The Palais de Congres in Montreal lived up to its rainbow coloured windows on Wednesday, July 26th as approximately 1,500 LGBT activists from throughout the world massed for the first International LGBT Human Rights Conference held as the kick-off event for the First World Outgames.
“We’re bringing the world together,” said Outgames Co-President and Olympic gold medal swimmer Mark Tewksbury. “The city is starting to go Outgames. It’s really exciting not just for the gay community and the LGBT sports community but for the city as well.”
The International Human Rights Conference heard from United Nations High Commissioner of Human Rights Louise Arbour who called for the decriminalization of homosexuality throughout the world. Addressing the crowd at Wednesday evening’s gala dinner, Arbour said “the right to privacy is often defined as the right to be left alone. Cast in a more positive light, it reflects not simply a dichotomy between the public and the private sphere, but a genuine public interest in preserving a space in which the state must not intrude.
“It protects the family and the home, but most importantly those special and unique characteristics that define our existence, including our sexual identity. As such, this right is closely related to the protection of life, human dignity, and mental and physical integrity.”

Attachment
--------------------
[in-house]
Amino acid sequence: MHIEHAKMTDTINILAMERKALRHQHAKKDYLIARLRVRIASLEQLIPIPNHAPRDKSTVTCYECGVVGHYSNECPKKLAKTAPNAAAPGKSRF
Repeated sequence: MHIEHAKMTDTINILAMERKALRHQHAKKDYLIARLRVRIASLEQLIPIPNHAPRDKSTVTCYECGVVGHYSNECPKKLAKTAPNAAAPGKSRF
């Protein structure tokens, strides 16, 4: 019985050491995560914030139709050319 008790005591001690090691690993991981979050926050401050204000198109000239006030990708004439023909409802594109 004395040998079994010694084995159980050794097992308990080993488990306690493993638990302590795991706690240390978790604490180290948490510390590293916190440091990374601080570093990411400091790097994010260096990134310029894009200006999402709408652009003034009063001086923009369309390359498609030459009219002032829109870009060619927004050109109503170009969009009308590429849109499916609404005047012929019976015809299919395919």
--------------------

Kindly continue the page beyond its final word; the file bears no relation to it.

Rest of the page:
Arbour went on to point out that there’s a distinct difference between criminal activity conducted in secret and activity that should not be penalized when conducted in private.
Joining Arbour in calling for full human rights for LGBT people were Montreal’s mayor, Gerald Tremblay, and Quebec’s Minister of Justice, Yvon Marcoux.
“Let us be certain, social progress does not occur by itself,” said Tremblay. “Societies must take charge. This Conference and the 1st World Outgames are an opportunity, through their visibility, to contribute to a full social acknowledgement of LGBT rights.”
“The fact that this event is being held under the auspices of national and international authorities confirms a new social reality: sexual minorities have emerged from anonymity, they have seen their differences acknowledged, and they can now lead the normal lives they are entitled to,” Marcoux told the crowd.
Conference attendees will attend 200 workshops that focus on essential rights, global issues, the diverse LGBT community, participation in society and creating social change.
The Outgames opening ceremony takes place this Saturday.